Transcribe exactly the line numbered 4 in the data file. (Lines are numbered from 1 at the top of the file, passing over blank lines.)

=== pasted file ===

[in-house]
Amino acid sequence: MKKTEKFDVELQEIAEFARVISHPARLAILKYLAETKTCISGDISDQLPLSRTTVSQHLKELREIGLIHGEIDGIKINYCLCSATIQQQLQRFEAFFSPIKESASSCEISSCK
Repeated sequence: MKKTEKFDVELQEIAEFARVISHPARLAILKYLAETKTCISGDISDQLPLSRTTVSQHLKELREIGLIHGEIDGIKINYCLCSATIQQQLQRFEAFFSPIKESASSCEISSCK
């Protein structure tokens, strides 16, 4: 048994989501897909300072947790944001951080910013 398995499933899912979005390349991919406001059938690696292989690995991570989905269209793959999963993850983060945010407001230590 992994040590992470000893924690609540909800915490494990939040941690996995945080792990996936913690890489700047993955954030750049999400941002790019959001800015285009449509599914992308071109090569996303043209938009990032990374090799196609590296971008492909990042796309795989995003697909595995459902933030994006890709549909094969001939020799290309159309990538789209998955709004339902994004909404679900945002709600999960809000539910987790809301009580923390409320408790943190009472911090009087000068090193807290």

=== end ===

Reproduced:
């Protein structure tokens, strides 16, 4: 048994989501897909300072947790944001951080910013 398995499933899912979005390349991919406001059938690696292989690995991570989905269209793959999963993850983060945010407001230590 992994040590992470000893924690609540909800915490494990939040941690996995945080792990996936913690890489700047993955954030750049999400941002790019959001800015285009449509599914992308071109090569996303043209938009990032990374090799196609590296971008492909990042796309795989995003697909595995459902933030994006890709549909094969001939020799290309159309990538789209998955709004339902994004909404679900945002709600999960809000539910987790809301009580923390409320408790943190009472911090009087000068090193807290």